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As I close, I want to leave you with this thought: we really never know what another person is going through… and our words and actions may be the one thing that makes or breaks their day. I’m sure it wouldn’t take long to think of a situation in your world needing help.  Maybe you can’t fix it… but it is likely can make a small difference. We simply can’t rely on angels like Clarence to do it for us… sometimes, it is up to us.

Love and compassion are necessities, not luxuries. Without them humanity cannot survive. Dalai Lama

Day 306: Water Taxi Drivers

6 Feb

Chocolate Peanut Butter Pie

Today was our last full day in Mexico and we wanted to make the most of it… and for me, that means spending time on the beach.  As the weather was a bit overcast, instead of playing in the ocean, we decided to walk along the beach to Melaque.  It is a nice walk albeit a bit difficult as there is a slope to the sand and it seems that you are walking a bit lopsided most of the way.  Nonetheless, it was delightful.

When we arrived in Melaque, my husband chose to explore a bit more of the beach while I sat and watched the pelicans and the frigatebirds.  The area was chock full of them and I was mesmerized by the sight of the pelicans as they dove into the water, because it seemed that each time one bird dove, four or five others would follow right after in the same place.  It was quite the spectacle!

After a brief repast at one of the restaurants on the beach we decided to walk “home” as well.  By the time we arrived, we were hot and tired and hungry!  But before we could eat I needed to deliver a pie!  We quickly headed to the malecon (the harbor wall) and looked for the vendors that are always there.  However by the time we got there this evening, they had all gone home.

As I wondered who I might gift with a pie I saw a young woman who was busy working at the water taxi desk.  The water taxis take passengers back and forth across the lagoon between Barra de Navidad and the Isla de Navidad.  We have been on the water taxi many times this week and really appreciate the quick and convenient service they offer.

As I approached the young woman,  I could tell that she was apprehensive.  I explained that I was a baker and that I have been making pies every day for over 300 days and giving them away.  Then I asked if there were many taxi drivers still out on their boats and she said yes.  I then set the pie on her desk and asked if she would please share it with them when they came back to the dock.  Still apprehensive, she asked if I was selling the pie.  No, I explained, it is a gift… to show gratitude to God, the universe, etc.  In Spanish she said this type of thing was, “muy rara.”  Perhaps she is right… but maybe someday that will change.  Here’s hoping!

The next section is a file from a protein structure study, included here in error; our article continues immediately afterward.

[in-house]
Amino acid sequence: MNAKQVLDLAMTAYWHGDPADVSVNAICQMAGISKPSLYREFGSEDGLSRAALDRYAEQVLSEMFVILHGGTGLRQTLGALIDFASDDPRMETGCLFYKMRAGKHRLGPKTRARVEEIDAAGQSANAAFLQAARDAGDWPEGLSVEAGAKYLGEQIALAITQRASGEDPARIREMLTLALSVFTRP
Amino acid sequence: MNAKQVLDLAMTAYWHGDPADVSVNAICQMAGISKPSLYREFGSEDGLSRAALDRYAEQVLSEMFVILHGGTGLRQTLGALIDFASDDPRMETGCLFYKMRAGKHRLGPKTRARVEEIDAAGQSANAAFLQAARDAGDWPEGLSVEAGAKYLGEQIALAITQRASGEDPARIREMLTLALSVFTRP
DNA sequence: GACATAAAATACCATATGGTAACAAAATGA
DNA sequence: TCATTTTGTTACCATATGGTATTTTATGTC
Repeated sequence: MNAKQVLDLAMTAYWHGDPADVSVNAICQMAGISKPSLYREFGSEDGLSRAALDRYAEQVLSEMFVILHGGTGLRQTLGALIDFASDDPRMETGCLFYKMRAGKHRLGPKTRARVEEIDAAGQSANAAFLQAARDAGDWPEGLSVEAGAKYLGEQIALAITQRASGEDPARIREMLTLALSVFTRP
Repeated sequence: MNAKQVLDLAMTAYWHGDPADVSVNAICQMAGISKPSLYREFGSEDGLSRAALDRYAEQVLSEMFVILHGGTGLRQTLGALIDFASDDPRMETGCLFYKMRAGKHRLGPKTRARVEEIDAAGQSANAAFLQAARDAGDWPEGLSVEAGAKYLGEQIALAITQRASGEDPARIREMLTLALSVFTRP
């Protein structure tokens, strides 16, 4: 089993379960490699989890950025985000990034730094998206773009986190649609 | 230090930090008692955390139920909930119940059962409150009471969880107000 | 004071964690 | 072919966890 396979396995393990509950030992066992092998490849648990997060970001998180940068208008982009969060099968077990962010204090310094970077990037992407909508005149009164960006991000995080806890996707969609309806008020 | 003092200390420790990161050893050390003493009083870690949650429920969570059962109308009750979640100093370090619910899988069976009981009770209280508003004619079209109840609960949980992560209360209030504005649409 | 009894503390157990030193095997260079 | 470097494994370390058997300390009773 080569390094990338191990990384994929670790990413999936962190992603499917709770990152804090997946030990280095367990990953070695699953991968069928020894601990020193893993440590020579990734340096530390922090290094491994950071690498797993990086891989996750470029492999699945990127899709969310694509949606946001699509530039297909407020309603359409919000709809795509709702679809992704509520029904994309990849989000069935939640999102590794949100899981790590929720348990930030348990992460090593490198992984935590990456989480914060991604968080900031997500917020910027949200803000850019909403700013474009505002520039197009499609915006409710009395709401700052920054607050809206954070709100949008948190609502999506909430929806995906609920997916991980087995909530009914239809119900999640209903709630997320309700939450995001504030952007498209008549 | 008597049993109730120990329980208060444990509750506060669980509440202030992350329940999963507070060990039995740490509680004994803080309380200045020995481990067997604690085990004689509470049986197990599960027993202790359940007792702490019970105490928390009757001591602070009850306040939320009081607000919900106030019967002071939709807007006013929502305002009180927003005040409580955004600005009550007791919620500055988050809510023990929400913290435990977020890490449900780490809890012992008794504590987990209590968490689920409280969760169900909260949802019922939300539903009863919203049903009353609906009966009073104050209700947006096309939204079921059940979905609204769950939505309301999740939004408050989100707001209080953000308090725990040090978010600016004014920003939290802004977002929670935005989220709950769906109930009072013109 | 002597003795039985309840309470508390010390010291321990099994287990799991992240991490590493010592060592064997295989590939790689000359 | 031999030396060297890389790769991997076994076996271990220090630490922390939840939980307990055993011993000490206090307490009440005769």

What we are is God’s gift to us. What we become is our gift to God.
 Eleanor Powell

Day 304: David, Rosalba,and Family

4 Feb

Rosalba and David

We met David and his family many years ago when he worked with us as a line cook.  If you know anything about working in a kitchen you’ll know what I mean when I say that one of the reasons that we loved having David on our team was because he was not easily upset.  The heat of the kitchen can do crazy things to a person but somehow David’s temperament was such that he was able to maintain an even keel no matter what happened.  That’s a rare trait in a line cook… heck, that’s a rare trait in most any profession!

David is now living outside of Guadalajara with his wife, Rosalba, and his daughter Miriam.  Since he knew we would be in Mexico, he made arrangements to visit us here in Barra de Navidad this weekend and in addition to Miriam and Rosalba he brought his older daughter, Maria, and her baby, Jasmine.

David, Rosalba, Jasmine, Miriam, Maria, Karen

This morning we went to Melaque, which is located about 5 miles south of Barra.  We sat under an umbrella at one of the restaurants on the beach and spent the day swimming in the surf and enjoying the amazingly beautiful weather.

This evening we let David select the place for us all to eat and he chose a taco stand near the jardin (central garden).  After a sumptuous meal, I asked the waiter to please bring out the Coconut Cream pie I had given him when we arrived.  It was in celebration of seeing David and his family once again – and honoring friendships that can cross cultures and and transcend language barriers.  I am very grateful for the gifts that they bring.

“Each friend represents a world in us, a world possibly not born until they arrive, and it is only by this meeting that a new world is born.” — Anais Nin